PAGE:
As the world gathers in Lima to discuss next year’s climate deadline, a lot of focus is on the U.S.-China climate agreement. While alone that deal has not paved a pathway for a meaningful global agreement all the way to Paris, if you detour through New Delhi something intriguing and hopeful emerges.

I was sitting in a New Delhi conference room filled with U.S. and Indian climate experts and diplomats preparing to discuss our bilateral issues when the U.S.-China announcement was made. The shock was palpable—the Indians felt that China had betrayed the block of emerging nations—but out of their conversations emerged, in my mind, the most hopeful road yet to a meaningful, if still only partial, global climate accord.

Chinese President Xi Jinping speaks with Indian Prime Minister Narendra Modi. Photo Credit: U.S. China Perception Monitor

Many of the Indians had expected China to abandon their common front—but China’s agreement to a date—2030—to cap its emissions was the big jolt. The Indians, correctly, felt that by making an agreement with the U.S. China had set up India as a major global target, and that they would now be under intense pressure to set a date for their emissions to peak—which they will not do. That pressure has now begun. India is the new climate villain.

Indians don’t understand why. The U.S. emits 17 tons of CO2 per person; China 8 tons; India only 1.7. The U.S. emits only 81 pounds of CO2 for every dollar of economic output; India 260 pounds; China a whopping 380 pounds.

India is not willing to set a date on which its emissions will peak—because most of its industrial base, transportation networks and urban infrastructure have not yet been built. But it is willing to negotiate around the carbon intensity of its economy—and potentially to be quite ambitious. (It had already agreed to cut carbon intensity 25 percent below 2005 levels by 2020.) The new government has increased the clean energy target five-fold, to 10 gigawatts per year, and wants to phase out coal imports within three years.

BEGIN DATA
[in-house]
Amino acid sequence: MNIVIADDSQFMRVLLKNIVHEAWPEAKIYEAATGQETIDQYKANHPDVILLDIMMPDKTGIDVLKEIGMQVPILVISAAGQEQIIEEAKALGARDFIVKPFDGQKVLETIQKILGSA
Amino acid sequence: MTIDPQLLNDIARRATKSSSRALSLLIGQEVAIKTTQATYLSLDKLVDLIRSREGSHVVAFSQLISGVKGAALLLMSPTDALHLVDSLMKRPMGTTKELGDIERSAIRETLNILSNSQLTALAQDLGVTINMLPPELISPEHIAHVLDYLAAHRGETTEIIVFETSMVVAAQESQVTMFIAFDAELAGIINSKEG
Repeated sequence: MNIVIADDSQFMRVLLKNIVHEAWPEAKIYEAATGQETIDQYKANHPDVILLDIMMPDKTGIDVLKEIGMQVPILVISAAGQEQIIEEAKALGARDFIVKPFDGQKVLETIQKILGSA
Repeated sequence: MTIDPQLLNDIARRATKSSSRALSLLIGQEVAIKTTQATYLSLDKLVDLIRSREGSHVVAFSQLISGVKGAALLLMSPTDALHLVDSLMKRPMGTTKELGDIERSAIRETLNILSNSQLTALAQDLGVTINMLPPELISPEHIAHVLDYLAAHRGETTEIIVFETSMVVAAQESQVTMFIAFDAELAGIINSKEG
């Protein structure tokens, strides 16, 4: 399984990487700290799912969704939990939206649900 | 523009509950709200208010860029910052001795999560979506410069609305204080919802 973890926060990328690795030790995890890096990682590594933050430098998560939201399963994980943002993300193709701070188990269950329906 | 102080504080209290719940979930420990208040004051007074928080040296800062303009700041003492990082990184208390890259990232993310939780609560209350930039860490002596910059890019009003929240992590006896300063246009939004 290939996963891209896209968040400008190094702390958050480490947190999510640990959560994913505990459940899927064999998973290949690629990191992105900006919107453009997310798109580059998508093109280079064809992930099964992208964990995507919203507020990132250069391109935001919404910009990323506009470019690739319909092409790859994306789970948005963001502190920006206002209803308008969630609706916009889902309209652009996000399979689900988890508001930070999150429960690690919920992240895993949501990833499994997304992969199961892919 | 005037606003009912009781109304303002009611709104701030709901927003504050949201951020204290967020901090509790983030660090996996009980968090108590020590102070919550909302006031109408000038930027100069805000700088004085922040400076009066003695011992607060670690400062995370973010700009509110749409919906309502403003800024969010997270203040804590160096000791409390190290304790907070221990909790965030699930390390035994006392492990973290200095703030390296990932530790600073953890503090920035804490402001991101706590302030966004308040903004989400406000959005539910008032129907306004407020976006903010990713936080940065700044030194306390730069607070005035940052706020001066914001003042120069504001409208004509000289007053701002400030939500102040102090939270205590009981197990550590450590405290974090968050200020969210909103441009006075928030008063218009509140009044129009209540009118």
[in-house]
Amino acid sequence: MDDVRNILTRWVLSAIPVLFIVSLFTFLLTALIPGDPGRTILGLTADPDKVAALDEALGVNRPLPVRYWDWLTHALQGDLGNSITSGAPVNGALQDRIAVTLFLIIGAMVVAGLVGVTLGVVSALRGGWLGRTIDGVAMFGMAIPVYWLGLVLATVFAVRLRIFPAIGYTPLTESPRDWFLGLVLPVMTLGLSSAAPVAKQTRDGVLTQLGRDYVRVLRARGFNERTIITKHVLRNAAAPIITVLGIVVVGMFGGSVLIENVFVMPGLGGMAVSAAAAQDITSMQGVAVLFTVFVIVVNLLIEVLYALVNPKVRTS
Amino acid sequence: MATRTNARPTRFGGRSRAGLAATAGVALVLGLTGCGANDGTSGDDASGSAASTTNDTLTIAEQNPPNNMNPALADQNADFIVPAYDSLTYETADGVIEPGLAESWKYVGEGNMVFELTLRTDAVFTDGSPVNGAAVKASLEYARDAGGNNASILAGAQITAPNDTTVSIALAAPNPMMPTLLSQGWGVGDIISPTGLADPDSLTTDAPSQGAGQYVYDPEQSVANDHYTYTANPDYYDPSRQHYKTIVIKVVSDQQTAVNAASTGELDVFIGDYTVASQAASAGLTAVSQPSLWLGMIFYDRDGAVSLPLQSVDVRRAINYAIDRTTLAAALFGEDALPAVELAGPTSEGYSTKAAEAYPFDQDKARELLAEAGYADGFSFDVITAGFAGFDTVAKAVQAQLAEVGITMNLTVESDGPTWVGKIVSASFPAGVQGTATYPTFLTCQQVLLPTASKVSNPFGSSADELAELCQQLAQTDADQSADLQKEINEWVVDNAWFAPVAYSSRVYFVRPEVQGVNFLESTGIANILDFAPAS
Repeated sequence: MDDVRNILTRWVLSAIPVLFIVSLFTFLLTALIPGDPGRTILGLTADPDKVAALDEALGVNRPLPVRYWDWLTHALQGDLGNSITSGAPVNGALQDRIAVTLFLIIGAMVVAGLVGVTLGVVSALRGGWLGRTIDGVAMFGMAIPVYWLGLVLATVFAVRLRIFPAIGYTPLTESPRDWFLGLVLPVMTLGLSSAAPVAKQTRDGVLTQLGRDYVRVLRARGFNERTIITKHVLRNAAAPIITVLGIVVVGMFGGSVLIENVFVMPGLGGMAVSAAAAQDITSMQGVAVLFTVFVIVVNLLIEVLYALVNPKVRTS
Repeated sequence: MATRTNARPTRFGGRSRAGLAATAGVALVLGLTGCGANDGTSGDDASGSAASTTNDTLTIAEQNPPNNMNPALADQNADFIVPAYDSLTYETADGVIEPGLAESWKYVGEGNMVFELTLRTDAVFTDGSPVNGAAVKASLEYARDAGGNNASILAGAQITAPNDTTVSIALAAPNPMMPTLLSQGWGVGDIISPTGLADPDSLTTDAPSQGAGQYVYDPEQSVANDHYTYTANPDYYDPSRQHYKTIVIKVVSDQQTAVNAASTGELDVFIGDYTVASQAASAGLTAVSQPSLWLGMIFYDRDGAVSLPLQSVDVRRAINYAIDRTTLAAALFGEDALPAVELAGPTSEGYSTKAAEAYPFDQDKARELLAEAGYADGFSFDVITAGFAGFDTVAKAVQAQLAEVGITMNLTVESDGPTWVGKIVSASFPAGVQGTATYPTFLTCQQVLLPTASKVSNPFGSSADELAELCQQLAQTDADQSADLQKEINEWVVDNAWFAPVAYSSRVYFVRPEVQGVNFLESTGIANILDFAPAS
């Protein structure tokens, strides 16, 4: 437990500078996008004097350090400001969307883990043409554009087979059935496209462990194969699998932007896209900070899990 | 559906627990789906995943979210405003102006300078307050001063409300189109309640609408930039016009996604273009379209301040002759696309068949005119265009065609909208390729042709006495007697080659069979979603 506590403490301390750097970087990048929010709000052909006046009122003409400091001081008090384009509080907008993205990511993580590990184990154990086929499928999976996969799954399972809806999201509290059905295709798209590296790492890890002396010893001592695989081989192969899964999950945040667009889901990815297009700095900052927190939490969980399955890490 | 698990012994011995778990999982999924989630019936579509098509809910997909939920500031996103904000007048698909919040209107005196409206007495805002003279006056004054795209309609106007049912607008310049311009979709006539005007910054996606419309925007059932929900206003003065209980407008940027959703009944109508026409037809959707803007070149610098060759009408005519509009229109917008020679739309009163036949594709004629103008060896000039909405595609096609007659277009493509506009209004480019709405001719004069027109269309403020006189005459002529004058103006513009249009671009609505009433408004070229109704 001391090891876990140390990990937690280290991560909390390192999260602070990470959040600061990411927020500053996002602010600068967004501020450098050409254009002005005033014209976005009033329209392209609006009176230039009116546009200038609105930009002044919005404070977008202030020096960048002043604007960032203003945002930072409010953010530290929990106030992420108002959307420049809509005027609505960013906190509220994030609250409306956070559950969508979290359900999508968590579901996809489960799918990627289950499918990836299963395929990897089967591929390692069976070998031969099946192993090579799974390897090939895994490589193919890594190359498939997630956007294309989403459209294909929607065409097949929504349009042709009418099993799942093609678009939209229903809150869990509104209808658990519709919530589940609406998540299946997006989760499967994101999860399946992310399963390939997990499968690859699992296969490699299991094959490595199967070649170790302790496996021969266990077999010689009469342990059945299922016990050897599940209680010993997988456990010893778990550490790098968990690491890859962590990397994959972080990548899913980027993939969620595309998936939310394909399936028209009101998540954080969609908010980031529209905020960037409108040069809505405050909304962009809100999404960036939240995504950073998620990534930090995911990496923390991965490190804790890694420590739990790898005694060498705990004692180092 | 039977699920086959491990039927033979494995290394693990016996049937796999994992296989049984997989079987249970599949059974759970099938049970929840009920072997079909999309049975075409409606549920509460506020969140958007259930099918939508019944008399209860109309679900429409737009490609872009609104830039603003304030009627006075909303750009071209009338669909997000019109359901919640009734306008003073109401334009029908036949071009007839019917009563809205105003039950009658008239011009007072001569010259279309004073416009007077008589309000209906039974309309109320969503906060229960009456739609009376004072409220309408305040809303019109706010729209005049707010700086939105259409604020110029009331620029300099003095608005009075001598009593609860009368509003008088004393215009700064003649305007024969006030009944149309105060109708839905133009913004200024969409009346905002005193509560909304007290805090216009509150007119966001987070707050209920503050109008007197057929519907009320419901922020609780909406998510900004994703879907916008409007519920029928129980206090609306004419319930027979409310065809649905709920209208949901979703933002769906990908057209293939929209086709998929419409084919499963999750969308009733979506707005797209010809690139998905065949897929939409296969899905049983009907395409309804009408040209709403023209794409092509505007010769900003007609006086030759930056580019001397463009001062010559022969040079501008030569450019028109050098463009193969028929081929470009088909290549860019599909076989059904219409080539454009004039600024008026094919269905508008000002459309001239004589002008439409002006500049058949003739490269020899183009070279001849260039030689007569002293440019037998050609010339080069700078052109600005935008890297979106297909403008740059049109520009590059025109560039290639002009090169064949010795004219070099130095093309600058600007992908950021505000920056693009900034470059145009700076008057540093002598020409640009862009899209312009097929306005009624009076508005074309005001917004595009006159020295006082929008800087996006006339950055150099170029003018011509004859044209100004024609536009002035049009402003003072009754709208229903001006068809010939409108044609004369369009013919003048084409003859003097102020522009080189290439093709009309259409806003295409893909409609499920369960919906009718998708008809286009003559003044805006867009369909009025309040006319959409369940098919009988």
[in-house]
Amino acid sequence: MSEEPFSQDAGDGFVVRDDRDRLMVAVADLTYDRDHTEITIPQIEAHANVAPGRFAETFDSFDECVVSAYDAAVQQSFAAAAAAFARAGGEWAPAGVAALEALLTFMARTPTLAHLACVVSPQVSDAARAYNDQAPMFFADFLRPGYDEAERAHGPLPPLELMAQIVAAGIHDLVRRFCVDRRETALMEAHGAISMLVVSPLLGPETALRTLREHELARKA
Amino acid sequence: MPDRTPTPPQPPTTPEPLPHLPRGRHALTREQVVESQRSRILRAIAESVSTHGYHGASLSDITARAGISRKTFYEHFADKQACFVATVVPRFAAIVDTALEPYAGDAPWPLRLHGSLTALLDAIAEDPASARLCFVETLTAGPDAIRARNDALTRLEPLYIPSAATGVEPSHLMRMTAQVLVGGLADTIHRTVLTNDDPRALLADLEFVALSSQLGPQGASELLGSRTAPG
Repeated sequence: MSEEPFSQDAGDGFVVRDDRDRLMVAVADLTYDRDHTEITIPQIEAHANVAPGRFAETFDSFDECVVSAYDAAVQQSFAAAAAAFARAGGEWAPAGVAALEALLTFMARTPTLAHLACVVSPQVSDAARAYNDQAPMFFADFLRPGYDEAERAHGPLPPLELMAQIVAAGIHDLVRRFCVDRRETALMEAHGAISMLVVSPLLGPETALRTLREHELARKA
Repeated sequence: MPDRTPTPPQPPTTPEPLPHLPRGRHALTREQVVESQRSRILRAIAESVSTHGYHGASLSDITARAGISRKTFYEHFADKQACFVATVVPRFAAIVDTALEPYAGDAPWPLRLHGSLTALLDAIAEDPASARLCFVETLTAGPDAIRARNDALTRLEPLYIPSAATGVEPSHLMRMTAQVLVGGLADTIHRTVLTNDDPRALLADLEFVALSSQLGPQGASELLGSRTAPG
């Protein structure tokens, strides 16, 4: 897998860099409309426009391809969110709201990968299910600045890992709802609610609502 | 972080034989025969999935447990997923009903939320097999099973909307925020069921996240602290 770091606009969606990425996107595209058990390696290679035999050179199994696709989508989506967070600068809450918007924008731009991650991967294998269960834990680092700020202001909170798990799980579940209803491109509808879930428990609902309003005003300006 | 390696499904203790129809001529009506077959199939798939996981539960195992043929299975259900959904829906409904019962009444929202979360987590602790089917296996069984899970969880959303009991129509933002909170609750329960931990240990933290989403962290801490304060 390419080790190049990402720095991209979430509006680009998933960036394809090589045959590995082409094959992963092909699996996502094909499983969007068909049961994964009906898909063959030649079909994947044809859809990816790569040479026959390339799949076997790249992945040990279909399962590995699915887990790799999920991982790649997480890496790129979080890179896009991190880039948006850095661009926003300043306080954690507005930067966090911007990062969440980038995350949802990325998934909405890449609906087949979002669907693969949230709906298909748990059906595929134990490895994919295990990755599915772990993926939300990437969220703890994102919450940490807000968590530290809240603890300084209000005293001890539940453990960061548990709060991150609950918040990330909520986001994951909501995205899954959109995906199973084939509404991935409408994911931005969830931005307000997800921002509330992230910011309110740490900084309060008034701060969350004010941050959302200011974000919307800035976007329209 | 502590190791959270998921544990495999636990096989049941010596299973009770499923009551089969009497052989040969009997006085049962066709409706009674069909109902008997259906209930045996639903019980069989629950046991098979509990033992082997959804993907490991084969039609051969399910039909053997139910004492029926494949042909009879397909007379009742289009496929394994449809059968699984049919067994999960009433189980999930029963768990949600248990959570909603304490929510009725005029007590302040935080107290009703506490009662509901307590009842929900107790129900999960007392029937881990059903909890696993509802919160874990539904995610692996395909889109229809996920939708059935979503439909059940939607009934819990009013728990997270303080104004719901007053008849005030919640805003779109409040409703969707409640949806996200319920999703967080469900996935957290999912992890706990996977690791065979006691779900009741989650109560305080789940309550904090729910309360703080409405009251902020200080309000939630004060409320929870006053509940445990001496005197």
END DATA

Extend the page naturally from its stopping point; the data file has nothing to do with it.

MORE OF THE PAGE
Carbon intensity is the pathway that really matters in the next round of global climate negotiations. Nations don’t size their economic aspirations to their carbon goals.  They project how big an economy they anticipate—or desire—and set a more or less ambitious goal for reducing its carbon intensity with efficiency, renewables or other programs. Climate scientists then translate these commitments into total greenhouse pollution, and tell us how far we are from where we need to be—multiplying promised intensity by projected economic size. But what nations actually alter through climate policy is the carbon intensity, not the size, of their future economy.

India, then, wants to negotiate around the basic policy variable countries wrestle with—how rapidly they will replace dirty fossil energy with more productive, efficient and clean energy. This variable is also one which accommodates the broad diversity of emerging market economies, from a grossly inefficient massive emitter like China through a mid-range but still fairly inefficient economy like India’s to smaller, rural African countries with tiny energy consumption, most of it biomass. Technological progress is easily modeled in an energy intensity context—cheaper solar allows every nation with sunshine to be more ambitious about its carbon intensity—even if as a result it grows, and sheds poverty faster. (The Government of India has estimated that in a business as usual strategy the carbon intensity of its economy would come down by 22 percent by 2030, but with low carbon policies it could come down 42 percent. In its April 2014 report on low-carbon growth, the Indian Planning Commission estimated that India could bring its 2030 emissions down from 3.6 tons per capita to only 2.6 tons, but that the additional investment required would be 1.5 percent of GDP.